STAFF REPORTER

PALMA
SEVEN “black spots” in the Balearics have been highlighted by Greenpeace in a report on the destruction of the Spanish coastline.
The seven “black spots” are: alleged planning corruption in Pollensa, Campos, Marratxi and Llucmajor; the controversial Son Bosc golf course development; severe pollution in Palma Bay; the expansion of Port Adriano in Calvia; the laying of a submarine electricity cable in Santa Ponsa; the project to sink the military frigate, Baleares, in Calvia in order to create an artifical reef for divers; and the sinking of the Don Pedro in Ibiza. “It is imperative that no further works are carried out on the coast that may cause harm to the environment,” says the report. “The expansion is one of the worst examples at a European level of disdain for environmental regulations”.

The report says that with 1'428 kms of coast, the Balearics has 12 percent of the moorings for boats in the Mediterranean, something Greenpeace claims is “unsustainable”.

Greenpeace says that recovering public areas needs to be the priority on the Balearic coast. It adds that all illegal buildings should be demolished.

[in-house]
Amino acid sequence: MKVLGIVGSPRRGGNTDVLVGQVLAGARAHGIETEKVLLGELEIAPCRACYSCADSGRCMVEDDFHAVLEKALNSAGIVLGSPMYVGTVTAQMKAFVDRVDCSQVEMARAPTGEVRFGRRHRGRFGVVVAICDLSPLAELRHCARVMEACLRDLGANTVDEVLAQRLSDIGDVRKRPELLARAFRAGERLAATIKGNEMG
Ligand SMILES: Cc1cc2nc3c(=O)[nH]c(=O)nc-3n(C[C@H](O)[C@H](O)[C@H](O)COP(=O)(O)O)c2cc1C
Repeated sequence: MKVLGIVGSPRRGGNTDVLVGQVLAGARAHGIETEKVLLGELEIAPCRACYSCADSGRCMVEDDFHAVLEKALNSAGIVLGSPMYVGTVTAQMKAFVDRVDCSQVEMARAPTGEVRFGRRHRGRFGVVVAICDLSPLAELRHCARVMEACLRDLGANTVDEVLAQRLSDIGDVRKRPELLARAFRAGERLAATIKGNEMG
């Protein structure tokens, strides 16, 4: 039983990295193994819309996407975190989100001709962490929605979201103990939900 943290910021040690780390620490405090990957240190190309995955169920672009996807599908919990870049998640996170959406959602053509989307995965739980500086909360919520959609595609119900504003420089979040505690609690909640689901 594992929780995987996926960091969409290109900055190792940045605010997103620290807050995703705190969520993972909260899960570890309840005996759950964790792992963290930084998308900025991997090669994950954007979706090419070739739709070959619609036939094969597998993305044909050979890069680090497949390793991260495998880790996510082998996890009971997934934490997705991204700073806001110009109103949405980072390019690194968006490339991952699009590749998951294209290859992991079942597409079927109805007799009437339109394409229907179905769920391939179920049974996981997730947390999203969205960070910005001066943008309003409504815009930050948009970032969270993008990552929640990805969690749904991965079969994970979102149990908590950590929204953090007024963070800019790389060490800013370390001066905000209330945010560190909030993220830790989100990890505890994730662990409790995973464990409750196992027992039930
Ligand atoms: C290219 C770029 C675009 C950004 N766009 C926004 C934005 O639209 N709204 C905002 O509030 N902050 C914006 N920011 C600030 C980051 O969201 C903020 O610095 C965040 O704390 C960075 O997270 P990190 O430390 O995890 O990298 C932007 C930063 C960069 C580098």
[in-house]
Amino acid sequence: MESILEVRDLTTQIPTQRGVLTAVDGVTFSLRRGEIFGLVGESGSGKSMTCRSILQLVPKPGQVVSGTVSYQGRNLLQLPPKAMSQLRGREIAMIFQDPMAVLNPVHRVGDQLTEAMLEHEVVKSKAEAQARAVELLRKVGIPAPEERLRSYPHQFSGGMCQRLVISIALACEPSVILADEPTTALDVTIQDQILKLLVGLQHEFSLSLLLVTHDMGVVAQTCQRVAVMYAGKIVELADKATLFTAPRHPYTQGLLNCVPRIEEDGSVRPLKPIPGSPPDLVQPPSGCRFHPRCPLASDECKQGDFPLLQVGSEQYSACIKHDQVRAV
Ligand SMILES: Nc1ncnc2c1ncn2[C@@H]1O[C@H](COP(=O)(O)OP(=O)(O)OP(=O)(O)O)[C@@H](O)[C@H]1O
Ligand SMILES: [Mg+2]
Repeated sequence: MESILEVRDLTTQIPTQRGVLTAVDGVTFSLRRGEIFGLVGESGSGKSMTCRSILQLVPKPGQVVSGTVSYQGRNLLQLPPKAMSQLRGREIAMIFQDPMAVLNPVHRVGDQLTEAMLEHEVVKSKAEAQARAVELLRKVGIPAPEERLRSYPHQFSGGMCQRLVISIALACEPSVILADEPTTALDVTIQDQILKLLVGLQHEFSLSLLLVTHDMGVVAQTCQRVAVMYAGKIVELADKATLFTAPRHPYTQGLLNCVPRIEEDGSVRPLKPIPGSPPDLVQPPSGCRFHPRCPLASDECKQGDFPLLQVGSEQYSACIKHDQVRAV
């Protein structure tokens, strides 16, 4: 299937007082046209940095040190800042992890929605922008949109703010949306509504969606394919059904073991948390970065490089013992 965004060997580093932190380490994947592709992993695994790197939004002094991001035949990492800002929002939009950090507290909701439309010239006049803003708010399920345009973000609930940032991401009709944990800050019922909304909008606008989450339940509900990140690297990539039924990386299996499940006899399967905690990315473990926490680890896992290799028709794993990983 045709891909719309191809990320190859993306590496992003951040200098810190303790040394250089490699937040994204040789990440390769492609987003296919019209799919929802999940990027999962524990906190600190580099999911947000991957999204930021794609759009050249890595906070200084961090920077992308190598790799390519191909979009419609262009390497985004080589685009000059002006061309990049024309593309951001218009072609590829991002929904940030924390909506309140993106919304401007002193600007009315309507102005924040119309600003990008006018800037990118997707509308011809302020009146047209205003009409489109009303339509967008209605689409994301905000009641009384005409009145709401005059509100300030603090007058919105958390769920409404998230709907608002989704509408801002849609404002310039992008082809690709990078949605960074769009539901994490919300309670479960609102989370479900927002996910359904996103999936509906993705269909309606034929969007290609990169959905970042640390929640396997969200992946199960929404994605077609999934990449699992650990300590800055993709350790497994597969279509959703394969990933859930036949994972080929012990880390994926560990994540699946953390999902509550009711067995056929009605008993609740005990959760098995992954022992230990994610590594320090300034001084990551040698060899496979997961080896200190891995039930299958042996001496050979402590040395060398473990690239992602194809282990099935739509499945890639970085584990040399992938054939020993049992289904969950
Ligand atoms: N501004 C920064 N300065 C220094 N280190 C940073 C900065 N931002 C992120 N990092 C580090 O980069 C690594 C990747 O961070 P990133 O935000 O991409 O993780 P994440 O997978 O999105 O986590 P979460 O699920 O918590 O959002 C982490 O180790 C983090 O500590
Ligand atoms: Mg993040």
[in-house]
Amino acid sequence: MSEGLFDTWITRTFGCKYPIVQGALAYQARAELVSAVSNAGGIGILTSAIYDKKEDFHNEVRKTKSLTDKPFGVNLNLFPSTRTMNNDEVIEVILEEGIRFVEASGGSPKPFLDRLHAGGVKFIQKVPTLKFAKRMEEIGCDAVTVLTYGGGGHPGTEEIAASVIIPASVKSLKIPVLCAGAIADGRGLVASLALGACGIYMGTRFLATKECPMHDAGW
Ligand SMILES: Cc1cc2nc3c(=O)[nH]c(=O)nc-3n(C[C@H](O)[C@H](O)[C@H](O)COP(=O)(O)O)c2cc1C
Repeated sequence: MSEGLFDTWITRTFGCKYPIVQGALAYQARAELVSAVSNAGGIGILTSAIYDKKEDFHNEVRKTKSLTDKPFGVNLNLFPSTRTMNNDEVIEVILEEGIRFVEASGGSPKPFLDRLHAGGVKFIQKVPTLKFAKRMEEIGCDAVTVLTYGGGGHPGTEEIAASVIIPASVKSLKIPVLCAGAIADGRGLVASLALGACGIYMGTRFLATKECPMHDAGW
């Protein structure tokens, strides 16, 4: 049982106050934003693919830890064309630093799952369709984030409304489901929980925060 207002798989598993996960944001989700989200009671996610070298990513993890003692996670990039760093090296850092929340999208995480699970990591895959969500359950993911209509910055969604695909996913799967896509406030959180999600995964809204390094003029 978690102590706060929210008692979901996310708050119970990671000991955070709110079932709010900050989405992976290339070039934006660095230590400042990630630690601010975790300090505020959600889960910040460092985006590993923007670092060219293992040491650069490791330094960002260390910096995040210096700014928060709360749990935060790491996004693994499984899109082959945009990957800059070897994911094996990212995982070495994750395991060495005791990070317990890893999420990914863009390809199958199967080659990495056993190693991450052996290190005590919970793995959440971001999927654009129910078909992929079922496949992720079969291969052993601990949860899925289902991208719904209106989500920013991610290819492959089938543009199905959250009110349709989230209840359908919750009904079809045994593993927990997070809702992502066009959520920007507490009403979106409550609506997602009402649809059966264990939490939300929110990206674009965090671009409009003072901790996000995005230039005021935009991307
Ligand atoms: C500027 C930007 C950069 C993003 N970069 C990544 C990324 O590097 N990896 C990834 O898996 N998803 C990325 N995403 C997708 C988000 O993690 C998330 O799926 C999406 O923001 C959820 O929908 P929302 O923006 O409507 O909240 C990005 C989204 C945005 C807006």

One of the main indictments the environmental organisation makes in its reports relates to pollution in Balearic waters. The report says that though there is “little industry, sewage and waste are affecting the state of coastal waters. Water treatment and desalination plants and commercial and recreational moorings are the main factors responsible for this terrible situation.” Greenpeace says it is “vital” that the Balearic authorities remedy this sitatuation “urgently”. It says that the authorities should formulate an action plan against marine pollution caused by hydrocarbon waste and maritime accidents.

Greenpeace lends its support in the report to the proposal to create a marine reserve to the south of the Balearics to prtect the breeding grounds of four of the most important types of tuna in the Mediterranean, which it says is vital for the survival of the species.

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